New UK-India collaboration tackles industrial waste

Natems Sugars Pvt Ltd. Processing Plant in Zaheerabad (near Hyderabad), India, showing the amount of sugarcane bagasse waste in the bottom left. Picture credit: Natems Sugars Pvt Ltd.

York, 29 August 2018. The Biorenewables Development Centre (BDC) is collaborating with six international partners on a biorefining project to reduce waste from sugar cane processing.

India is the world’s second largest producer of sugar, and the industry is one of the largest rural employers. However, with all this productivity comes significant industrial waste in the form of bagasse – the fibrous material left after crushing the sugarcane plant.

Sugar processing plant owner, Dr Ramnath Nandakumar, Managing Director, Natems Sugars explains:

“The sugar sector in India is not known for being at the forefront of innovation, and through lost productivity, this has led to poor returns for both the manufacturers and the farmers. We believe this project will result in exciting developments not only for our business but also for the entire sector.”

The project partners will extract valuable compounds from these by-products, so creating new revenue streams for the sugar producers and reducing reliance on petrochemicals. The team will share knowledge and expertise to develop ways of producing renewable chemicals (such as citric acid) and bioenergy as part of a £1.8M-project, sponsored by the Newton-Bhabha Fund.

“As this pioneering project makes advances in biomass reactors and citric acid production it could have a significant impact on reducing the pollution from sugarcane processing.” Professor Simon McQueen-Mason, Director of the University of York’s Centre for Novel Agricultural Products (CNAP).

If successful, the partners expect to provide enough proof-of-concept data to attract further investment for scaling-up these pilot-scale methods to commercial manufacture.

 “This project is a great example of biorefining, that is getting the most out of bio-based resources by creating multiple products from one starting material and minimising waste,” concludes Dr Deborah Rathbone, Bioscience Innovation Team Manager at the BDC.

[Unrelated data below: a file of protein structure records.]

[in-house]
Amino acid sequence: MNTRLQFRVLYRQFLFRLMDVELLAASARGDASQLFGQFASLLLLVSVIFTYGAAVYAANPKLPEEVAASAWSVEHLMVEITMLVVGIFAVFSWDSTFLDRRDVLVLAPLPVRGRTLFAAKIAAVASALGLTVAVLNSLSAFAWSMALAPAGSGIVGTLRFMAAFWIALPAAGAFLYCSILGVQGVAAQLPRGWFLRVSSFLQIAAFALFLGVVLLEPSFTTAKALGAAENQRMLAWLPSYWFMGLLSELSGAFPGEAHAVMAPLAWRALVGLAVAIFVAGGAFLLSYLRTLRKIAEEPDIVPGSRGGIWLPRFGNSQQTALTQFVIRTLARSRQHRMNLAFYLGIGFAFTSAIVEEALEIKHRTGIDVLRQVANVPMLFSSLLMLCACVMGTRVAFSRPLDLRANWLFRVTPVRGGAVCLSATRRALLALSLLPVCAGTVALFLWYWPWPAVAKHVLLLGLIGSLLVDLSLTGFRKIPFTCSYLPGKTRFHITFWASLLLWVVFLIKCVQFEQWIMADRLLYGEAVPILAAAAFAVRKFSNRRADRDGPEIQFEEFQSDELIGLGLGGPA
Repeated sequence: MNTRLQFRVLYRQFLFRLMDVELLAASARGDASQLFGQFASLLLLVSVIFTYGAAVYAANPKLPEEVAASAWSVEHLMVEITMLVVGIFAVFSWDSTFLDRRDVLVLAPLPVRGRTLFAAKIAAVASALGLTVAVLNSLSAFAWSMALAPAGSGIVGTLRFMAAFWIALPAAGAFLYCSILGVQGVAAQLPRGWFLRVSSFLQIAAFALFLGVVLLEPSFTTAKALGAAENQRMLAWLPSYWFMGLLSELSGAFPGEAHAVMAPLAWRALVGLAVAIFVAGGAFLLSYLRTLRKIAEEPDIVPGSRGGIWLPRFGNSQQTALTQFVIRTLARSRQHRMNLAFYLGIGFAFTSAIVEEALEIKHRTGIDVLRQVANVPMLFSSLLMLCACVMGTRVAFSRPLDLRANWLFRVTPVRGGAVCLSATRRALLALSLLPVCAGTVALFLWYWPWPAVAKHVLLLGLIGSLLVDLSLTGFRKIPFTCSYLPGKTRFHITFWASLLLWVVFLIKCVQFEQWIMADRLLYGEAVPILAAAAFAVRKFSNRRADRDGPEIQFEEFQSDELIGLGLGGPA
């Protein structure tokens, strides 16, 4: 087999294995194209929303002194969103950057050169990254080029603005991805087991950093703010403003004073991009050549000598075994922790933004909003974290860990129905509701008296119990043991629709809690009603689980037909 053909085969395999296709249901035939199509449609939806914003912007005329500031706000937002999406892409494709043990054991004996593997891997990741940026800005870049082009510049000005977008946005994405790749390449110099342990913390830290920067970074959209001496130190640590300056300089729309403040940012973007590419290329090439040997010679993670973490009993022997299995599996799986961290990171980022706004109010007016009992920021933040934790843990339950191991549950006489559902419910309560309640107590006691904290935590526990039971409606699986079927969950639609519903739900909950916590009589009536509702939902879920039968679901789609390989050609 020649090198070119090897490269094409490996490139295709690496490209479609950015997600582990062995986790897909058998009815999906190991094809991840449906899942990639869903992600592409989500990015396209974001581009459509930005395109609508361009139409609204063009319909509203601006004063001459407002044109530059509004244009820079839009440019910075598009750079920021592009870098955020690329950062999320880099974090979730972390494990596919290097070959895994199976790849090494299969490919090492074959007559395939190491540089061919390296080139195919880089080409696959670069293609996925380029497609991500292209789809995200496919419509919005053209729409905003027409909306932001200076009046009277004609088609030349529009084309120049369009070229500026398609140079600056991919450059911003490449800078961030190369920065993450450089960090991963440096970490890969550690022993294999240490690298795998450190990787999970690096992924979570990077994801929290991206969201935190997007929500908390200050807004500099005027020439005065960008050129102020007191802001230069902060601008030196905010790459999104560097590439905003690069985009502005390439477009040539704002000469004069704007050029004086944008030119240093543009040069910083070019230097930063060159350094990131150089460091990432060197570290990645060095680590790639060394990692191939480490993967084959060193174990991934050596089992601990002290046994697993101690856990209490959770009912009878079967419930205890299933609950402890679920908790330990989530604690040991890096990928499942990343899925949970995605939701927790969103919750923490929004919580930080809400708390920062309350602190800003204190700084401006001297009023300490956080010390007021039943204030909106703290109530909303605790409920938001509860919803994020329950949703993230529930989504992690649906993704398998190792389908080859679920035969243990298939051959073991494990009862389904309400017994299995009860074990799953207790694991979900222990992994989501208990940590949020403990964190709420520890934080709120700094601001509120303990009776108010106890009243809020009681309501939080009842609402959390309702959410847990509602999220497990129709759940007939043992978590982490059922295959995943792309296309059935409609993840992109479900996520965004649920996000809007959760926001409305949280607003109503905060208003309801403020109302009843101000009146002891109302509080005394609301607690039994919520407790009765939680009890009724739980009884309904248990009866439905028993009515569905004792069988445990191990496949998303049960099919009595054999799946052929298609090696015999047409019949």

The additional partners are Jesmond Engineering, Prozomix and Wilson Bio-Chemical in the UK; as well as the International Centre for Genetic Engineering & Biotechnology in India.  

For further information, please contact:

Dr Tom North
Business Development Unit Manager
Biorenewables Development Centre
+44 (0)1904 328056
louise.saw@york.ac.uk

 

Notes to editors:

About the project and partners
The kick-off meeting for the £1.8M project will take place on 29th August 2018 and the partners will visit the site in India in December 2018 to carry out a systems analysis to understand the current technologies and processes of the sugar plant. The seven partners are, University of York, Jesmond Engineering, the Biorenewables Development Centre, Prozomix and Wilson Bio-Chemical in the UK; as well as the International Centre for Genetic Engineering & Biotechnology and Natems Sugars in India.

About the Newton Bhabha Fund
The Newton-Bhabha Fund is a high-profile programme funded by The Biotechnology and Biological Sciences Research Council (BBSRC) and the UK’s innovation agency, Innovate UK, both part of UK Research and Innovation (UKRI), as well as the Department for Biotechnology (DBT) India. The programme supports collaborative UK-India research programmes which focus on critical socio-economic challenges relevant to international development.
www.newtonfund.ac.uk/about/about-partnering-countries/India

About the Biorenewables Development Centre
The Biorenewables Development Centre (BDC) is an open-access R&D centre, based at the University of York, working at the interface between academia and industry to convert plants, microbes and biowastes into profitable biorenewable products. Their ambitious vision is to support the widespread use of biorenewables across the world, and they have already helped over 300 business explore bio-based opportunities by providing technical data and specialist advice. www.biorenewables.org.

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